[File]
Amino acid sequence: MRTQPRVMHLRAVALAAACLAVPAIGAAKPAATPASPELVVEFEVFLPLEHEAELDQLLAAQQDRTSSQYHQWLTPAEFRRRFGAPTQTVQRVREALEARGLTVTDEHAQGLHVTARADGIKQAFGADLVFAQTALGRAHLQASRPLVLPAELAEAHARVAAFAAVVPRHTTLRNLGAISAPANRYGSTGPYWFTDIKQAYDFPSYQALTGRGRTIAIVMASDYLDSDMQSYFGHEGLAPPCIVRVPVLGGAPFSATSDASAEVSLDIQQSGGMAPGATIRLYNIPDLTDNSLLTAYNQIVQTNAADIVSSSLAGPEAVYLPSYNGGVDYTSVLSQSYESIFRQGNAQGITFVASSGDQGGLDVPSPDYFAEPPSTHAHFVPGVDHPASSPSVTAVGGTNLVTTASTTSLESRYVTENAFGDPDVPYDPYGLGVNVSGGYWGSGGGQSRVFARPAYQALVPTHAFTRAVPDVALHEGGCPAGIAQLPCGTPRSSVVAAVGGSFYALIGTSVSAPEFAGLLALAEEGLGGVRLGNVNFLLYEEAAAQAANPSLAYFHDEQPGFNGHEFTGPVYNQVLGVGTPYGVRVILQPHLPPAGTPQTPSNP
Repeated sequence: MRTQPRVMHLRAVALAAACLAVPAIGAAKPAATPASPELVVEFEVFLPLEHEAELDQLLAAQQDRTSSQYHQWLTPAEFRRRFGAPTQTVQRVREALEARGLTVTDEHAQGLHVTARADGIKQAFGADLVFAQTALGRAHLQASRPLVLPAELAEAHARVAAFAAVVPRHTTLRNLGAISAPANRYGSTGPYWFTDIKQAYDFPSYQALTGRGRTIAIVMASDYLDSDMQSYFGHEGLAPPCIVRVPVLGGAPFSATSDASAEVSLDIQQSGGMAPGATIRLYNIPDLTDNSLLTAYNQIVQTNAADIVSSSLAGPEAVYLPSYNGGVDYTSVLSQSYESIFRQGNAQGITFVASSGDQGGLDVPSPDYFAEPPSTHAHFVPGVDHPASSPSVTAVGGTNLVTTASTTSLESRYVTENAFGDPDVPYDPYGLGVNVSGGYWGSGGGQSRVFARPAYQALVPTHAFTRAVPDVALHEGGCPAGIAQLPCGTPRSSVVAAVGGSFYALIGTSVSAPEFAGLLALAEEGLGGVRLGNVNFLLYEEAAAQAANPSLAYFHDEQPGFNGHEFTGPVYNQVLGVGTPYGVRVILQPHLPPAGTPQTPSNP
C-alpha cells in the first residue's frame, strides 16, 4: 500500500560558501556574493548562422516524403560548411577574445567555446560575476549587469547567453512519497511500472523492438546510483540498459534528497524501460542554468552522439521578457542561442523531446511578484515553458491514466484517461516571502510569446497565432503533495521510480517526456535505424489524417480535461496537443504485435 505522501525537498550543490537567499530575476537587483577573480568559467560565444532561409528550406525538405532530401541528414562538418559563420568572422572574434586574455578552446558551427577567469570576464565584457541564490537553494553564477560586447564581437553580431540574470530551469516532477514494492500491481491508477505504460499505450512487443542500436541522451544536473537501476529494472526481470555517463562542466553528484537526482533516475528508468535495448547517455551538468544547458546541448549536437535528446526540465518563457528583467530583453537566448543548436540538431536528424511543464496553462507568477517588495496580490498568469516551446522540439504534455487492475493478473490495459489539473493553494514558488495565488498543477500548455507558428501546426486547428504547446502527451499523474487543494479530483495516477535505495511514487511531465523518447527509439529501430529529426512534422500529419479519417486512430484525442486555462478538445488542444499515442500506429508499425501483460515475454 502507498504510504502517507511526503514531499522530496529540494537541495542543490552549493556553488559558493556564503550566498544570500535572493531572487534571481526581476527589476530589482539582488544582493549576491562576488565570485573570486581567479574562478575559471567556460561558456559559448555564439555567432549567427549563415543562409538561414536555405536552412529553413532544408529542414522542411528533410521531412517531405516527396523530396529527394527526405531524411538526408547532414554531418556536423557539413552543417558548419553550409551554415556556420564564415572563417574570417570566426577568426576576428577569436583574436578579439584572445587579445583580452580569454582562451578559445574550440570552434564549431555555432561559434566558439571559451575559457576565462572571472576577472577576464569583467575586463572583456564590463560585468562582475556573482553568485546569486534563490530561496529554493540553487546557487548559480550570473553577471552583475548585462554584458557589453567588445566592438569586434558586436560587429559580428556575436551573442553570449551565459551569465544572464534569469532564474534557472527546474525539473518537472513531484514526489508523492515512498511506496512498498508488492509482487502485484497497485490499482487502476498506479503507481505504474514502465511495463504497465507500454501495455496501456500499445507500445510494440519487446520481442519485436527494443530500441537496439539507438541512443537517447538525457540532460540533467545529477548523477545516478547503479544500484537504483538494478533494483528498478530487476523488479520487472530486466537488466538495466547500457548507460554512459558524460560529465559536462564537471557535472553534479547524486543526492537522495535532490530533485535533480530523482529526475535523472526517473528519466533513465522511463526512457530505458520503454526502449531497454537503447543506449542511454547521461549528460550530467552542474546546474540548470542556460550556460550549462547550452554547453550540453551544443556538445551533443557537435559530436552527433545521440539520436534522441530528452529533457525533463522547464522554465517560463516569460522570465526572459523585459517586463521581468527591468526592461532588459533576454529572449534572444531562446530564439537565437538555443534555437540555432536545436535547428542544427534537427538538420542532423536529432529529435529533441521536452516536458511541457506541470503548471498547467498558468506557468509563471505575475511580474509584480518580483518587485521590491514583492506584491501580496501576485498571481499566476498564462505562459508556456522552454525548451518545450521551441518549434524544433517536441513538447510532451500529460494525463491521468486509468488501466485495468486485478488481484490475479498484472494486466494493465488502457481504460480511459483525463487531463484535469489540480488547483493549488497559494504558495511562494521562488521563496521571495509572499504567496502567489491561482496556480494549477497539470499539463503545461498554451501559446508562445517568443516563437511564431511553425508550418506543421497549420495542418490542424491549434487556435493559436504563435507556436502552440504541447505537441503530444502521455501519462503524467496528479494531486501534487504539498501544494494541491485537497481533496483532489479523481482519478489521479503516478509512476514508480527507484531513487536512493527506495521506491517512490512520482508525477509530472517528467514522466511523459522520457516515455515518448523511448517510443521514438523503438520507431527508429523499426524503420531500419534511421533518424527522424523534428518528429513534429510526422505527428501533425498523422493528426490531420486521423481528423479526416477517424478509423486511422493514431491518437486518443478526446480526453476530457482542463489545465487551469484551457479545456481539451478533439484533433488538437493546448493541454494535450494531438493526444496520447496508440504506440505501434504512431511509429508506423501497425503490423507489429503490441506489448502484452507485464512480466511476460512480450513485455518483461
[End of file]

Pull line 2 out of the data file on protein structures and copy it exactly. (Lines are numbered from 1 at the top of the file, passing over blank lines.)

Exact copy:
Repeated sequence: MRTQPRVMHLRAVALAAACLAVPAIGAAKPAATPASPELVVEFEVFLPLEHEAELDQLLAAQQDRTSSQYHQWLTPAEFRRRFGAPTQTVQRVREALEARGLTVTDEHAQGLHVTARADGIKQAFGADLVFAQTALGRAHLQASRPLVLPAELAEAHARVAAFAAVVPRHTTLRNLGAISAPANRYGSTGPYWFTDIKQAYDFPSYQALTGRGRTIAIVMASDYLDSDMQSYFGHEGLAPPCIVRVPVLGGAPFSATSDASAEVSLDIQQSGGMAPGATIRLYNIPDLTDNSLLTAYNQIVQTNAADIVSSSLAGPEAVYLPSYNGGVDYTSVLSQSYESIFRQGNAQGITFVASSGDQGGLDVPSPDYFAEPPSTHAHFVPGVDHPASSPSVTAVGGTNLVTTASTTSLESRYVTENAFGDPDVPYDPYGLGVNVSGGYWGSGGGQSRVFARPAYQALVPTHAFTRAVPDVALHEGGCPAGIAQLPCGTPRSSVVAAVGGSFYALIGTSVSAPEFAGLLALAEEGLGGVRLGNVNFLLYEEAAAQAANPSLAYFHDEQPGFNGHEFTGPVYNQVLGVGTPYGVRVILQPHLPPAGTPQTPSNP